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And so ends the story of a writer, Xabi Alonso

Modified 25 May 2017, 12:08 IST
Image result for xabi alonso retired getty
He lived the game and he loved it

Shape of My Heart is a beautiful song from the legendary musician Sting. The lyrics are deep and touch the soul of the listener. It goes something like this: “he deals the cards as a meditation, and those he plays never suspect…he doesn’t play for the money he wins, he doesn’t play for respect.”

It almost feels like Sting was referring to Xabi Alonso here. Well, almost. Obviously, the song is not about the legendary Spaniard, but the lyrics do really symbolise the type of player that he was: someone who never played for the money or respect, but purely for the love of the game.

And it is only the players that play for love who make it to the top.

The Professor

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Xabi Alonso celebrating his only league triumph with Real Madrid

There are a great many things about Alonso that stood out, but what truly set him apart was his unparalleled understanding of the game and the way he orchestrated attacks from the deepest of positions.

The backline is usually where it all begins, but it is rarely the place where plays are made and attacks are built. With Alonso, however, just one touch of the ball from as far as the penalty box at the other end of the pitch could result in a goal the very next moment.

Also read: 5 matches that defined Xabi Alonso’s career

That’s how dangerously accurate his long-balls were. Most players just played a long pass, but with Alonso, it was something different: he was a writer, the ball was his pen, and every pass was a story.

His passes were never just calculated guesses. Rather, they were stories… something like divine love, something meant to please the ones witnessing it.


Okay, now let’s try something else: Xabi, the bird

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Alonso led the miracle of Istanbul

Back in the day, when mobile phones were rare and internet was a dream yet to be realised, lovers used letters to communicate with each other.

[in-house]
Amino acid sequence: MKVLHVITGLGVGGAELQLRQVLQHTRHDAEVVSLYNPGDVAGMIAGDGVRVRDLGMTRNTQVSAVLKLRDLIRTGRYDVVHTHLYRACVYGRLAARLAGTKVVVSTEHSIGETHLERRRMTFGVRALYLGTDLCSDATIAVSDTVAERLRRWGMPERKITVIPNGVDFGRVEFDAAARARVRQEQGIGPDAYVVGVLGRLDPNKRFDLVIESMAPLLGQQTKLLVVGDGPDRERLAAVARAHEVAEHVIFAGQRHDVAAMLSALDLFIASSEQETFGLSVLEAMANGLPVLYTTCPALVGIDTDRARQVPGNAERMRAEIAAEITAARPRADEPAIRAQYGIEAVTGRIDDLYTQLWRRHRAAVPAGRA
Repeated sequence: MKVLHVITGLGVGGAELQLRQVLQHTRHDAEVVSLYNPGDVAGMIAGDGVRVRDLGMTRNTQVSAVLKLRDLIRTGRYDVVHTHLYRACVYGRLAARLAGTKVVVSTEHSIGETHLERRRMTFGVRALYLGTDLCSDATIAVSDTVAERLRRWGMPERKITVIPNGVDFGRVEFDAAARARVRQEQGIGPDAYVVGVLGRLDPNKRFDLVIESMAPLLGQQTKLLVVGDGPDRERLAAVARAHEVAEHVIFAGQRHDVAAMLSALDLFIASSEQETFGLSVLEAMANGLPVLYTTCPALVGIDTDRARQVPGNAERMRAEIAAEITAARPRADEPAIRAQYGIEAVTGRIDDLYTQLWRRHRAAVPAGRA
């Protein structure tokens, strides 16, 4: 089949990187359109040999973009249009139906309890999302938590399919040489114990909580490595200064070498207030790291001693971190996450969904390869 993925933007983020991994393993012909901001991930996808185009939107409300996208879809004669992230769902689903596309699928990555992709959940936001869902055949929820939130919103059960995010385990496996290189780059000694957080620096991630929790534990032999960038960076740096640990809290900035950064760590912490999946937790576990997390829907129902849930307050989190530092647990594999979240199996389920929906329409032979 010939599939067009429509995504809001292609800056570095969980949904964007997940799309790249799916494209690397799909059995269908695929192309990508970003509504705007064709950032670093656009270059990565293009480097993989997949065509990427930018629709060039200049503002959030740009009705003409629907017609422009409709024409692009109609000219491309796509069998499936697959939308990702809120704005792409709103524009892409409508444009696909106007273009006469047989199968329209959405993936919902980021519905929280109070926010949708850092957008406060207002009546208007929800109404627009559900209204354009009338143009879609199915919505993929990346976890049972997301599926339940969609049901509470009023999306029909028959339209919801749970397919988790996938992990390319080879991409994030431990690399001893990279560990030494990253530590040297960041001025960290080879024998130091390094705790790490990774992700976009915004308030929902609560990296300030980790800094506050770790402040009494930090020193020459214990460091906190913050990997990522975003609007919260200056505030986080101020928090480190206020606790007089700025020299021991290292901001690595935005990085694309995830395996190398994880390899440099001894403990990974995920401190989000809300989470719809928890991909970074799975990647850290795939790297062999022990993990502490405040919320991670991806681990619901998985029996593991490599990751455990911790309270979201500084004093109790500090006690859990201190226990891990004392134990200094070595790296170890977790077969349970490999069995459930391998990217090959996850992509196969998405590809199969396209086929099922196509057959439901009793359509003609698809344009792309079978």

The most romantic paradigm was to a bird to send a message across. Chits were tied to the bird’s feet and it then flew to the destination, where a restless heart beat with anticipation.

Similarly, Alonso’s feet – resembling the bird – guide the ball – the message – to the recipient – the player longing for it.

It was not just you average long pass, it was more like the binding of two souls.

Aside from his graceful passing, the former Liverpool man was arguably the most intelligent reader of the game in his era. Not only could he see a pass before anyone else, he could also sense the opposition’s move ahead of time.

It was for this reason that the Spaniard’s defensive skills were superior to most other registas. Despite the fact that Xabi almost always gave the impression of being a physical player, lunging into tackles every now and then, he himself claimed to use physicality as a last resort.

“I can’t get into my head that football development would educate tackling as a quality,” – Xabi Alonso.

Speaking of the tendency of Premier League players using brawn over brain while defending, he cited the example of Sergio Busquets while conveying the importance of reading the game with accuracy and blocking an attack by being at the right place instead of resorting to brute force.

And Alonso practised what he preached, which allowed him to play as a sweeper just as comfortably as he did in midfield. Pep Guardiola knew the true reach of Alonso’s ability and hence used him in defence on many occasions during his time as Bayern’s manager.

And the former Sociedad man never left any room for doubt.

The Unique One

UEFA Champions League Soccer : Real Sociedad v Galatasaray : News Photo
Real Sociedad: where it all started

There have been many midfielders who have left lasting imprints on the game, be it Xavi for Barcelona or Pirlo for Milan and Juventus, but Xabi Alonso stands as the most unique among them all. While it is very difficult to find players like Xavi Hernandez and Andrea Pirlo, it is impossible to find one with a skill set as distinctive as Alonso’s.

One can draw parallels between Toni Kroos and Xavi – the latter very recently admitted that the German was “almost” like him – and Marco Verratti and Andrea Pirlo, but we are yet to see a player who could be labelled as similar to Alonso.

As the curtains are drawn on his illustrious career, Alonso leaves a happy man. He has won everything there is to win – almost all of them more than once. However, his legacy is far more important than just titles.

While titles define players’ careers, the truly outstanding players are the ones that leave marks of their own on the game. Titles are commonplace for great players, but the really remarkable ones write their own stories and leave legacies that serve as an inspiration for others.

And Xabi Alonso leaves one that is unprecedented and unparalleled.

Published 25 May 2017, 12:08 IST
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